Problem in trying procedural generation

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:bust_in_silhouette: Asked By tam0705

Hello everyone :slight_smile:

So I have a 2D top-down shooting game whose terrain is generated procedurally. I used Tilemap to ease the coding. I’ve managed coding the room & corridor generator, but I also wanted to generate boxes in the rooms. These boxes will act like chests, they have some items in them for players to collect. What I really want to ask is:

How can I generate those boxes without making them blocking corridors or other boxes?

I prefer the boxes to be generated in the edge of rooms, without, as mentioned, blocking corridors or hallways. Since each box has their own collision, I also want them not to block the other boxes, leaving them unreachable by players to open.

For more information, I have a Rect2 array (consisting rooms), and a dictionary (consisting corridors, with Rect2 rooms as keys and Vector2 arrays of corridor points as values) as my data after generating rooms and corridors. I hope this will make answering my question easier. :v

Is there any effective way to do this? Thanks. :slight_smile:

:bust_in_silhouette: Reply From: MysteryGM

Normally in games you would just use the NavMesh to check for this. Because a NavMesh has to avoid objects; remember to update the NavMesh, or maybe use 2.
Other path finding could also work.

If you don’t want to use a NavMesh, then spawn the object at any point. Use avoidance behavior to move it away from objects. This takes time, so it will cause a long loading delay.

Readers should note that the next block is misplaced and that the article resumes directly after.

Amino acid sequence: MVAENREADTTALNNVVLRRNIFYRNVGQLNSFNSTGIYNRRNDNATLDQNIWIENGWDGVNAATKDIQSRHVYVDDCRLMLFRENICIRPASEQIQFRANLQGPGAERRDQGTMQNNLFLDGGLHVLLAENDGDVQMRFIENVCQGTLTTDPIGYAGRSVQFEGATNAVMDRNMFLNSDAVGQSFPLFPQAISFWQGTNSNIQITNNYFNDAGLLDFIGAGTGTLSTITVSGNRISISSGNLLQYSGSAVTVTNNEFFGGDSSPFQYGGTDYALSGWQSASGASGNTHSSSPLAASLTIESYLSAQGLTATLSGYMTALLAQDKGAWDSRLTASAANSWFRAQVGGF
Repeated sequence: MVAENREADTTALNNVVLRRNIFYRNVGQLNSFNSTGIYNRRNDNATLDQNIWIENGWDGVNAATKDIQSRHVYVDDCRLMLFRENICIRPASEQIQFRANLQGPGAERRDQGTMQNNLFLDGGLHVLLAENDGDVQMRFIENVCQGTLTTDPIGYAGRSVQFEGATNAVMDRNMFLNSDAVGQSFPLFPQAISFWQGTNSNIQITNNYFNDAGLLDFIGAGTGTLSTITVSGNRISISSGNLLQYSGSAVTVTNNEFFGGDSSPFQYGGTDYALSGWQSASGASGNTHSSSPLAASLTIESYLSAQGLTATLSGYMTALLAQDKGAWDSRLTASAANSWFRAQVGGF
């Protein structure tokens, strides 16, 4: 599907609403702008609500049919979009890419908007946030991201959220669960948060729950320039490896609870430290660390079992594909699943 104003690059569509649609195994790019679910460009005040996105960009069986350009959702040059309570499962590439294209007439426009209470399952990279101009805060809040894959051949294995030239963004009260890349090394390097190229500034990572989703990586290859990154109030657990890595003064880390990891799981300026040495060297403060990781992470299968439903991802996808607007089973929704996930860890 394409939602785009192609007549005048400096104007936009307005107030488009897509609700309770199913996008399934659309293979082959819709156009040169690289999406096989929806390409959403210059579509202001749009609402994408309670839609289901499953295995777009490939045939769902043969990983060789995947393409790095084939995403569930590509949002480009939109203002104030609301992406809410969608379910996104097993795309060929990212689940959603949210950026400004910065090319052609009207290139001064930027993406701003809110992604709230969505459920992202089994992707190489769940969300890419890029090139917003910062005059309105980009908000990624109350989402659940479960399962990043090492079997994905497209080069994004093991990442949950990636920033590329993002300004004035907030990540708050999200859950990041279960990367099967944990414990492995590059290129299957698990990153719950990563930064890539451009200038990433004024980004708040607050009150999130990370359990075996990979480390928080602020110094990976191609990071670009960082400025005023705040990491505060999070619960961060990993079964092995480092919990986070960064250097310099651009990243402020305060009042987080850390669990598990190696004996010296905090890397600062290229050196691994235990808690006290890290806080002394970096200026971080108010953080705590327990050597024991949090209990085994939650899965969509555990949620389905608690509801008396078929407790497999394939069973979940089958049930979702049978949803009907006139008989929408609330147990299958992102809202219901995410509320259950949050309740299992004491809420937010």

I’m sorry but I don’t get your point about how to use NavMesh XD
Do you mean detecting tiles with NavMesh and replacing them with my box tiles?

And about the avoidance behaviour, what entities should I make these boxes avoid? I want them to stick on wall edges, so it’s certainly not walls right?

I’m sorry if I asked too much, I’m new in procedural generation. :slight_smile:

tam0705 | 2018-12-30 06:51

I don’t think a NavMesh is a good option here. I’m not sure though, since I’ve never used NavMesh. The avoidance behaviour way might fit your data better, but I think there is still a more suitable way.

Tapio Pyrhönen | 2018-12-31 07:20

:bust_in_silhouette: Reply From: Tapio Pyrhönen

If your rooms are in a Rect2 array, you can do something like this with them:

func find_places_for_boxes(var room_rect):
var arr = []
var box_size = 32

# Move along the walls in a loop
var x = room_rect.position.x + box_size / 2
while(x <= room_rect.end.x - box_size / 2):
	# Top wall
	arr.append(Vector2(x, room_rect.position.y + box_size / 2))
	# Bottom wall
	arr.append(Vector2(x, room_rect.end.y - box_size / 2))
	x += box_size

# Same thing for left and right walls
var y = room_rect.position.y + box_size / 2.0
while(y <= room_rect.end.y - box_size / 2.0):
	arr.append(Vector2(room_rect.position.x + box_size / 2.0, y))
	arr.append(Vector2(room_rect.end.x - box_size / 2.0, y))
	y += box_size

return arr

The function takes a rooms Rect2 as a parameter and returns an array of points that are near the walls. There are overlapping box points at the corners, and they can be removed like this:

func remove_overlapping(positions, margin):
var i = positions.size() - 1
while(i > 0):
	var i2 = i - 1
	while(i2 >= 0):
		if(positions[i].distance_to(positions[i2]) < margin - 1.0):
			i2 = -1
		i2 -= 1
	i -= 1
return positions

If you now instance a sprite for every point, it will look something like this:

Notice one of the rooms has badly placed boxes near the corners? Thats because the room size isn’t a multiple of the the box size. That should be easy to fix though.

I’m not sure what to do about the corridors. Maybe remove box points using the Rect.has_point or Rect.intersects method.

Here’s the sources for this test:

Thank you really much! I will try implementing this in my game. Maybe I’ll tweak it a little bit so it will work well as I wanted. :slight_smile:

tam0705 | 2018-12-31 08:19